49. 49. Facebook places <ul><li>Facebook’s location-based social networking tool allows you to share where you’ve been, where you are now, where you’re going </li></ul><ul><li>You can also add a specific place, like a restaurant or park, to your post </li></ul><ul><li>You have the option on the move to share your location by &quot;checking in&quot; to that place and letting friends know where you are </li></ul><ul><li>How might this be useful to an organisation? </li></ul>
  50. 50. Linked In
  51. 51. Background <ul><li>Business-focused social networking site, launched in May 2003 </li></ul><ul><li>The world’s largest professional network on the internet with more than 120 million members in over 200 countries and territories </li></ul><ul><li>6m+ members in the UK </li></ul><ul><li>More than 2 million companies have LinkedIn Company Pages </li></ul><ul><li>Allow registered users to maintain a list of contact details of people they know and trust in business – ‘connections’ </li></ul>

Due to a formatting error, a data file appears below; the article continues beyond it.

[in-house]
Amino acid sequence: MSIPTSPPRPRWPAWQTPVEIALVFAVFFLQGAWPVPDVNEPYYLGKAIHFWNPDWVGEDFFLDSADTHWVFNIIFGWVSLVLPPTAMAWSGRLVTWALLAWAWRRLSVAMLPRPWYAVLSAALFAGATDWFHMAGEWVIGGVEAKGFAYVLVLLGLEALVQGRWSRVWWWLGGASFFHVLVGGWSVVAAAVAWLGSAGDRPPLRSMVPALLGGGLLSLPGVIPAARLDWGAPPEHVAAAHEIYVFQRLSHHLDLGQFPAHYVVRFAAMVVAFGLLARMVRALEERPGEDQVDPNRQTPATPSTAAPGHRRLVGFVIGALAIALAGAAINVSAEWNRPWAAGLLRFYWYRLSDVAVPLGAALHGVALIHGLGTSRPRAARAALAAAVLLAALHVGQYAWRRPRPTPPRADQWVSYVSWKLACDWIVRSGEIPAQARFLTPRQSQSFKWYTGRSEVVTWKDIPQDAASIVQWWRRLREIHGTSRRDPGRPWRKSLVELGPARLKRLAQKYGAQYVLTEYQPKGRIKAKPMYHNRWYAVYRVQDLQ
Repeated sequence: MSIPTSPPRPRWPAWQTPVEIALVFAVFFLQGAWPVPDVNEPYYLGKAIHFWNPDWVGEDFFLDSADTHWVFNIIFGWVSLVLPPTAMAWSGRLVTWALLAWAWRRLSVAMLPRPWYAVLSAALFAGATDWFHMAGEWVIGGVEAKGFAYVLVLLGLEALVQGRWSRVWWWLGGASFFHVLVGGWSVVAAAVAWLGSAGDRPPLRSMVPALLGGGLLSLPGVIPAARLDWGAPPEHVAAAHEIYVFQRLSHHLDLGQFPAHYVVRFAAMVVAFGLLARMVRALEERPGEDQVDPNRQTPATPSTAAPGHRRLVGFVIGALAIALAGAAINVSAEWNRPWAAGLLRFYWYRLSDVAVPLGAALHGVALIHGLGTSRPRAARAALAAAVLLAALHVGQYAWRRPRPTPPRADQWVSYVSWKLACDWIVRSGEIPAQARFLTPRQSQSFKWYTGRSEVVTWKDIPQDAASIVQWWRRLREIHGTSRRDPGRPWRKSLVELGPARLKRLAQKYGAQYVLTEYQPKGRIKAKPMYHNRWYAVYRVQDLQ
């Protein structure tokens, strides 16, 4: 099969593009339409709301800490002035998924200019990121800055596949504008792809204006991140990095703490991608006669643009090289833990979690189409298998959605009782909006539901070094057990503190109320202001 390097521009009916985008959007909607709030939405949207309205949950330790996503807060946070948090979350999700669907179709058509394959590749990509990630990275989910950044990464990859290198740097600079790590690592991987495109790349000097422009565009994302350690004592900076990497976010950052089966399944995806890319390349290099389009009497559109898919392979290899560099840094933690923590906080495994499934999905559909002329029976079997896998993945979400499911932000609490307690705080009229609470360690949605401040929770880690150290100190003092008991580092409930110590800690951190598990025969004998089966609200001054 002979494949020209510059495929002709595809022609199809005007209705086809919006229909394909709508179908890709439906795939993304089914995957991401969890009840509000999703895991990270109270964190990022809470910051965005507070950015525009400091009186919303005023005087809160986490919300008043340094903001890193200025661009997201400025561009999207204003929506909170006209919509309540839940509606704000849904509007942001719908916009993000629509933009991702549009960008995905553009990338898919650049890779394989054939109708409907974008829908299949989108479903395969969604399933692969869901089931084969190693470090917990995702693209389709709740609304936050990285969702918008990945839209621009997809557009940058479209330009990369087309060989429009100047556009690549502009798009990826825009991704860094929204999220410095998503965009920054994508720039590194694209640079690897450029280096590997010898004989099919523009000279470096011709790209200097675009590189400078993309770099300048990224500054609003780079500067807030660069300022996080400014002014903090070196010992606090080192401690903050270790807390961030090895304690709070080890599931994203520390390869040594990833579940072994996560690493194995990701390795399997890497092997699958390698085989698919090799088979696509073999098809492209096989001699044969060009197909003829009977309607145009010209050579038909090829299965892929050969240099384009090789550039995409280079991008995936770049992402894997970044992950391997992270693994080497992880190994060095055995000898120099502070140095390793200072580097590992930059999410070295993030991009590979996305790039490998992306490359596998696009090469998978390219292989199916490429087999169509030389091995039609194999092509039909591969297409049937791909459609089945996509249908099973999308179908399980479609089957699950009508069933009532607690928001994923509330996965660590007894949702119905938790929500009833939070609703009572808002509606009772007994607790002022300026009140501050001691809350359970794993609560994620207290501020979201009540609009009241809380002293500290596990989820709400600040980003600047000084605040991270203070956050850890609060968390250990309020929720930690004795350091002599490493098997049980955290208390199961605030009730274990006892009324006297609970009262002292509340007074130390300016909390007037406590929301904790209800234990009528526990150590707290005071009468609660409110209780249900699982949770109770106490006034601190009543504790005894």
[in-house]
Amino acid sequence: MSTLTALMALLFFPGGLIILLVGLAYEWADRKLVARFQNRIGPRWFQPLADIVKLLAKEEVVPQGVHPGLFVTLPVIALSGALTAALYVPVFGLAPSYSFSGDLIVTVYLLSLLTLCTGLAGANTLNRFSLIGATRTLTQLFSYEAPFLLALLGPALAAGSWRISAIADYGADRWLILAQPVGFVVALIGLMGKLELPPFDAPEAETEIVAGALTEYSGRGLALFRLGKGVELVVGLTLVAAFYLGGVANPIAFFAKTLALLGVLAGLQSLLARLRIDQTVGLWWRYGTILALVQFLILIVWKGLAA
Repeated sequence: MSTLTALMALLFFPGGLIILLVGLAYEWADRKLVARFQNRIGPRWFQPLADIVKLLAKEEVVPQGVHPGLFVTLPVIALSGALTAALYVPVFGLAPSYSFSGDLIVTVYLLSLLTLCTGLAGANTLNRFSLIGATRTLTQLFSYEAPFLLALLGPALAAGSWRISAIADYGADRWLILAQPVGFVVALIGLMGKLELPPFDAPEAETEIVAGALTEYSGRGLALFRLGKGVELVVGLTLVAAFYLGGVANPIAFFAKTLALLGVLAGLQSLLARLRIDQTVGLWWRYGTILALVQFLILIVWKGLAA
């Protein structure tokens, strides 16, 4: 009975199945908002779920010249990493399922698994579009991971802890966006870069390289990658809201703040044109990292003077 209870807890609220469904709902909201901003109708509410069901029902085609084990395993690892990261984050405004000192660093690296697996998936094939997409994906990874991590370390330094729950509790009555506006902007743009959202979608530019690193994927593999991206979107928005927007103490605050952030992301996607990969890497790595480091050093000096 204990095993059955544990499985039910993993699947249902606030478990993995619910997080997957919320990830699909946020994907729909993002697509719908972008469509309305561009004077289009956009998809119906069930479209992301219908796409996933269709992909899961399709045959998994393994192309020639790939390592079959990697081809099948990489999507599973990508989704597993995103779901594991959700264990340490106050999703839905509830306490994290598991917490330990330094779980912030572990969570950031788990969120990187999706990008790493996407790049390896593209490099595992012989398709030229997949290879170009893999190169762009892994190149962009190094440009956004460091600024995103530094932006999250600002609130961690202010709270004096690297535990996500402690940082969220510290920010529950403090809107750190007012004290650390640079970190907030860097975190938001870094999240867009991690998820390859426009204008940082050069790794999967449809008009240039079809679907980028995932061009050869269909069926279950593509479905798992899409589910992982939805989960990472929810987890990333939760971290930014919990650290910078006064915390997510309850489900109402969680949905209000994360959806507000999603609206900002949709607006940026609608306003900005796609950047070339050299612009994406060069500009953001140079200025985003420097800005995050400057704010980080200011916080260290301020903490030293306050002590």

52. 52. Profiles - digital CVs <ul><li>When viewing other profiles, you will see a list of icons and options to the right of the snapshot: </li></ul><ul><li>Send a message : Send a message to the user if you are connected, an inMail if you are not </li></ul><ul><li>Add to your Network: Adds the user to your network </li></ul><ul><li>Recommend: Write a recommendation for your connection </li></ul><ul><li>Forward profile: Have someone you know in common introduce you </li></ul><ul><li>Get introduced: Write a recommendation for your connection </li></ul><ul><li>Search for references: Search through the user’s companies for potential references </li></ul><ul><li>One Click Reference: Conduct a quick reference check on the person that you are viewing </li></ul>
  53. 53. Optimise your profile <ul><li>Don't cut and paste your CV. Write for the screen, in short blocks of copy with visual or textual signposts. Use a similar tone to the way you would blog – use the active voice, be direct, be ‘human’ </li></ul><ul><li>Write a personal tagline. The line of text under your name is the first thing people see in your profile, and it follows your name in search hit lists. Make sure it gets across who you are and what you do in a compelling way </li></ul><ul><li>Put your elevator pitch to work. This is what you should use in your summary – it’s your 30 seconds to grab someone’s interest </li></ul>